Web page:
Despite this, Ward tries very hard to link Indi’s death, and the basis on which it was determined, with the choice of an Italian actor who, having no choice of assistance in dying in her native Italy, went to Switzerland where she was able to receive the assistance to die that she sought. “Italy did not want her to kill herself,” Ward says, “but Switzerland was indifferent.”

This is the type of argument in a vacuum that I mentioned above. What does he mean by saying that Italy did not want her to kill herself, but Switzerland was indifferent? The law certainly forbade it in Italy, but what did Italians think? And where are the thoughts of Italy recorded? Laws prohibiting assisted dying are often very unpopular. In Canada more than 80% of Canadians were in favour of its legalisation before the Supreme Court ruled that it was a human right. What does it mean to say that a whole country was indifferent to the choice of an individual to receive help to die? Especially in view of the fact that the Swiss are almost unanimous – and have said so in a referendum – that help to die should be provided, not only to Swiss citizens, but also to those who are not citizens; notwithstanding a few religious holdouts who condemn assisted dying for religious reasons. Indeed, the actor, Sibilla Barbieri, whom Ward takes as his example, like many others who come to Switzerland for this purpose, made a public occasion of her choice to highlight the injustice of laws in Italy which prohibit the practice, thus publicising her view of the injustice of preventing people who are suffering intolerably from choosing to die when that seems better to them than remaining alive in conditions of great misery. No doubt many Italians agree with her, is the case also in many other places; though the Constitutional Court in Italy has refused to allow the question to be addressed by a referendum. In the UK polls have shown that the approval rates vary from as low as 66% to a high in 2019 of 84%.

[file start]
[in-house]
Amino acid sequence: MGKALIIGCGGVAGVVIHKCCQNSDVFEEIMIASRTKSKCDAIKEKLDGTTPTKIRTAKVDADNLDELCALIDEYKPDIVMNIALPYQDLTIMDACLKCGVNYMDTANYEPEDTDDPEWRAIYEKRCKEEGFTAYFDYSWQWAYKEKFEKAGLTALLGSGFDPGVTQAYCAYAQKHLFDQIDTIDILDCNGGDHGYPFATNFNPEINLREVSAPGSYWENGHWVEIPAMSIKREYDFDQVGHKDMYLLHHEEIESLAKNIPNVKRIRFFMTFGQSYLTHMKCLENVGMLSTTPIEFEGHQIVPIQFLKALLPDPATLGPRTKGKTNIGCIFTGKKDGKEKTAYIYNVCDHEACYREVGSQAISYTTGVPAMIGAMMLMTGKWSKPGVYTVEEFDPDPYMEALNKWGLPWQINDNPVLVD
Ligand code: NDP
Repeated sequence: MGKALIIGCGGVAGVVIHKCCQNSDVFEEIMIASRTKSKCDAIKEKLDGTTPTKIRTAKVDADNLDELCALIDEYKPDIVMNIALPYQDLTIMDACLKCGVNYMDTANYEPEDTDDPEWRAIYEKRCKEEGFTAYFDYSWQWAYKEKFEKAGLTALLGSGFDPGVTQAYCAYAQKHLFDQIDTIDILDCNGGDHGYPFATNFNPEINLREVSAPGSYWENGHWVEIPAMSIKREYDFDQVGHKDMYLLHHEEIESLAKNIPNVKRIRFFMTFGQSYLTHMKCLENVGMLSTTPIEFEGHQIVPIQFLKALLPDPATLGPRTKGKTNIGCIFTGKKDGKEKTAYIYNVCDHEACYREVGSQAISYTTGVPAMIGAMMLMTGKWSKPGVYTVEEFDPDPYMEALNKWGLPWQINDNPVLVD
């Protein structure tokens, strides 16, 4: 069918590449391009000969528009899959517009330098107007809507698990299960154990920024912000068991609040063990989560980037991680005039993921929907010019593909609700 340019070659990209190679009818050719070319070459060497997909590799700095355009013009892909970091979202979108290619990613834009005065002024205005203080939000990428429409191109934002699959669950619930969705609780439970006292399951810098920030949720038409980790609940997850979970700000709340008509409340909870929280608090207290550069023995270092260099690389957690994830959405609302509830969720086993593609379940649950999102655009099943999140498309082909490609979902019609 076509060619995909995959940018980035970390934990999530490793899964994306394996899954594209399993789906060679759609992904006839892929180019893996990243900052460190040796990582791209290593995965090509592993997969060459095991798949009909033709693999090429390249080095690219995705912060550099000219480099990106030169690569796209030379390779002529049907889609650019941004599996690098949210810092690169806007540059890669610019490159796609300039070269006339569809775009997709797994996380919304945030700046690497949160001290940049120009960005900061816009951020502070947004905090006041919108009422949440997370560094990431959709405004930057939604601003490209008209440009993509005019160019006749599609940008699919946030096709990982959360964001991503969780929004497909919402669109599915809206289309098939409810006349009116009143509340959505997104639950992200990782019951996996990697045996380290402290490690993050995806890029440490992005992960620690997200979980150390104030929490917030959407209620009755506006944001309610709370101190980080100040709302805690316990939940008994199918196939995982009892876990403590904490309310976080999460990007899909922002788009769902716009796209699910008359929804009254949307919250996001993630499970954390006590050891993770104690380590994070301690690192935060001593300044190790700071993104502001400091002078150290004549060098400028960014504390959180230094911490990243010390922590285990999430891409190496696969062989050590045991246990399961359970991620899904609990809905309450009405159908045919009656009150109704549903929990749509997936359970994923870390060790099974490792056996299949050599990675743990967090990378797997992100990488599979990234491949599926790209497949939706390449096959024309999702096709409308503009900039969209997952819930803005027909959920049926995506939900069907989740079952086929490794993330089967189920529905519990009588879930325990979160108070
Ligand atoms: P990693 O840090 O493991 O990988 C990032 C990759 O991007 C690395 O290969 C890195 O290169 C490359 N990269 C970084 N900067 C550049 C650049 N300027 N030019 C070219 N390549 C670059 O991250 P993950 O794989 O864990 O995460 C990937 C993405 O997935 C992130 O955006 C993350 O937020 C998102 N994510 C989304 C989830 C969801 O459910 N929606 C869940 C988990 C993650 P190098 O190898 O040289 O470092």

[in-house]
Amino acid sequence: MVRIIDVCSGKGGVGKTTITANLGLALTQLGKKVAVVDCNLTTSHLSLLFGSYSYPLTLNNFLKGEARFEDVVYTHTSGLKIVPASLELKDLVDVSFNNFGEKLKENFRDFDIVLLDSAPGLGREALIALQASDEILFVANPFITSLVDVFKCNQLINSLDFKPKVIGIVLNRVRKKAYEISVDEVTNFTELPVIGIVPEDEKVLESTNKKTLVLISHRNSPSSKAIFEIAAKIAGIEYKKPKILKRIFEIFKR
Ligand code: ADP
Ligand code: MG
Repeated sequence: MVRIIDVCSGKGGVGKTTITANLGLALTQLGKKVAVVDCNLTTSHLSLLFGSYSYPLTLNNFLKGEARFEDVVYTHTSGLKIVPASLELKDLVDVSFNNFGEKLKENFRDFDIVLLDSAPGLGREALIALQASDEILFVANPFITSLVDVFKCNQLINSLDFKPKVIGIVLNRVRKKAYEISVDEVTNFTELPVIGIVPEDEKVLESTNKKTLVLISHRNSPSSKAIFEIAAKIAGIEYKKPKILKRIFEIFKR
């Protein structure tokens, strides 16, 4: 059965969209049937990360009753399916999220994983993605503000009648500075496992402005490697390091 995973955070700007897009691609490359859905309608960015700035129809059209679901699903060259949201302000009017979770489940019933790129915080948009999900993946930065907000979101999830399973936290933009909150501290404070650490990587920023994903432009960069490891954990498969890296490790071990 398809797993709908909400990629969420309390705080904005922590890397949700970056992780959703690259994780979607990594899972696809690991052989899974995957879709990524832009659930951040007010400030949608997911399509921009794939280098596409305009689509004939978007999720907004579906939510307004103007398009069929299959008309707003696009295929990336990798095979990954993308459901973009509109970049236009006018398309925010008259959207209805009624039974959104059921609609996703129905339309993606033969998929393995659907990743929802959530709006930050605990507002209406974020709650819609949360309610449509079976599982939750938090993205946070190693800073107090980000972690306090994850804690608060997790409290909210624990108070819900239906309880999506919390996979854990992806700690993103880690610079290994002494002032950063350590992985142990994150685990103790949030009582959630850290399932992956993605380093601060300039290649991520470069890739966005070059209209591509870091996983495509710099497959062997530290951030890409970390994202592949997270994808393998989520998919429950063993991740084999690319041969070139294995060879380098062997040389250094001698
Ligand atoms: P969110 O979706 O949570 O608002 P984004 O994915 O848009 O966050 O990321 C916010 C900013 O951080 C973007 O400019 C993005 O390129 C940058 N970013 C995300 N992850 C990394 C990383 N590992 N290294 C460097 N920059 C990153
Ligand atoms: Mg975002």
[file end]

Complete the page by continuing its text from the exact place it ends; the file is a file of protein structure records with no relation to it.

But now, mark the difference. Ward wants us to think that the cases of Indi and Sibilla are similar in relevant respects, although he seems to misjudge where the similarity lies. The similarity resides solely in his belief that to help someone die is a harm.5 For Ward, the question of choice is irrelevant. Ms Barbieri chose to receive help to die in Switzerland where assisted suicide is legal, and has been legal since 1942 — without, it needs to be added, the grim sequelae that Ward predicts.6 Little Indi Gregory was dying, and at some point attending physicians believed that it was time to withdraw life support. She could not have chosen, given her age, and it is ridiculous to suppose that this does not matter.7